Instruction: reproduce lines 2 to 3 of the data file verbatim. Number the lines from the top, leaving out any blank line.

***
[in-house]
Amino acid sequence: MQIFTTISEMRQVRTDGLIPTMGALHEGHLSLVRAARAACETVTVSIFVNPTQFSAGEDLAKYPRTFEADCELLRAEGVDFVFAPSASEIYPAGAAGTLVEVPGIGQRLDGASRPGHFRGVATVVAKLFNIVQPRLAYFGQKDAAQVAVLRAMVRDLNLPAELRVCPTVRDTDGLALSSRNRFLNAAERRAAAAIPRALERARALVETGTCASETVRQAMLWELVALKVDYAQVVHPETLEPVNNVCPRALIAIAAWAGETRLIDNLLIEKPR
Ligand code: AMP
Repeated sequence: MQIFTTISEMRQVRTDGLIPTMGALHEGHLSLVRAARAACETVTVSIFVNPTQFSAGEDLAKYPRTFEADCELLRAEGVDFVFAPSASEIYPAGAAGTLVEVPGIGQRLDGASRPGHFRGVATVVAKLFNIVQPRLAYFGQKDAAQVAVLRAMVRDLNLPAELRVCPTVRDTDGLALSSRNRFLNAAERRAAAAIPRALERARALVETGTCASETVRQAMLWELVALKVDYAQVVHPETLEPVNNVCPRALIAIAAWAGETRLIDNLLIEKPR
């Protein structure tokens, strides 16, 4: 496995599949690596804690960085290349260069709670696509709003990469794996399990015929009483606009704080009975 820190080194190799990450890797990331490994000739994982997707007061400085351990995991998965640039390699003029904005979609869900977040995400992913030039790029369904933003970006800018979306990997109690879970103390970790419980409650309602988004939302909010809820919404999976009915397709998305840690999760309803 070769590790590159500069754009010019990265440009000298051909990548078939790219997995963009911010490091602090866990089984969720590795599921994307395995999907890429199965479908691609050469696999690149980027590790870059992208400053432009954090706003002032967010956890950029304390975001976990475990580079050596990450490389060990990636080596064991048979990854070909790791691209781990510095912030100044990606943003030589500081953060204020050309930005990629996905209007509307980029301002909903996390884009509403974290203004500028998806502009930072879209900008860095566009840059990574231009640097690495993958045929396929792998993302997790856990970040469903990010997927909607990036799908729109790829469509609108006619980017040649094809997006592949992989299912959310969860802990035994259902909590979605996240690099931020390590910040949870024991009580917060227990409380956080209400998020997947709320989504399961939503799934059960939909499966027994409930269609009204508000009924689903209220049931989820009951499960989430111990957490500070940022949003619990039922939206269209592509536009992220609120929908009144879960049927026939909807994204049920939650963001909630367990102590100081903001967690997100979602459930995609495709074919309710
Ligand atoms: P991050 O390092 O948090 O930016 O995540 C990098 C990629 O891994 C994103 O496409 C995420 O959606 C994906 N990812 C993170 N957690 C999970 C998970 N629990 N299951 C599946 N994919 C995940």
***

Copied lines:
Amino acid sequence: MQIFTTISEMRQVRTDGLIPTMGALHEGHLSLVRAARAACETVTVSIFVNPTQFSAGEDLAKYPRTFEADCELLRAEGVDFVFAPSASEIYPAGAAGTLVEVPGIGQRLDGASRPGHFRGVATVVAKLFNIVQPRLAYFGQKDAAQVAVLRAMVRDLNLPAELRVCPTVRDTDGLALSSRNRFLNAAERRAAAAIPRALERARALVETGTCASETVRQAMLWELVALKVDYAQVVHPETLEPVNNVCPRALIAIAAWAGETRLIDNLLIEKPR
Ligand code: AMP